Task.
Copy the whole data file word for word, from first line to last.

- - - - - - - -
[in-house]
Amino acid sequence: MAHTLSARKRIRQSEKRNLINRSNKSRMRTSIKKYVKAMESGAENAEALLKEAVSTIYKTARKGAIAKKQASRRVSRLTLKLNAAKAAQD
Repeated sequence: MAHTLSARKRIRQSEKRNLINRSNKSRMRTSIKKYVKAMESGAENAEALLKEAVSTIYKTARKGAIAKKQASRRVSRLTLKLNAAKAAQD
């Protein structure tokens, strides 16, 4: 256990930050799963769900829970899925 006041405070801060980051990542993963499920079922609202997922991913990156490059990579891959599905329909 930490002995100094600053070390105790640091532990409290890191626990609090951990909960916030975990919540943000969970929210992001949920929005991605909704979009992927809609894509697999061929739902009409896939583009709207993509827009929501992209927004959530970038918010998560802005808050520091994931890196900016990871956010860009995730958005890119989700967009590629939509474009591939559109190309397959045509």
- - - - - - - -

[in-house]
Amino acid sequence: MAHTLSARKRIRQSEKRNLINRSNKSRMRTSIKKYVKAMESGAENAEALLKEAVSTIYKTARKGAIAKKQASRRVSRLTLKLNAAKAAQD
Repeated sequence: MAHTLSARKRIRQSEKRNLINRSNKSRMRTSIKKYVKAMESGAENAEALLKEAVSTIYKTARKGAIAKKQASRRVSRLTLKLNAAKAAQD
């Protein structure tokens, strides 16, 4: 256990930050799963769900829970899925 006041405070801060980051990542993963499920079922609202997922991913990156490059990579891959599905329909 930490002995100094600053070390105790640091532990409290890191626990609090951990909960916030975990919540943000969970929210992001949920929005991605909704979009992927809609894509697999061929739902009409896939583009709207993509827009929501992209927004959530970038918010998560802005808050520091994931890196900016990871956010860009995730958005890119989700967009590629939509474009591939559109190309397959045509």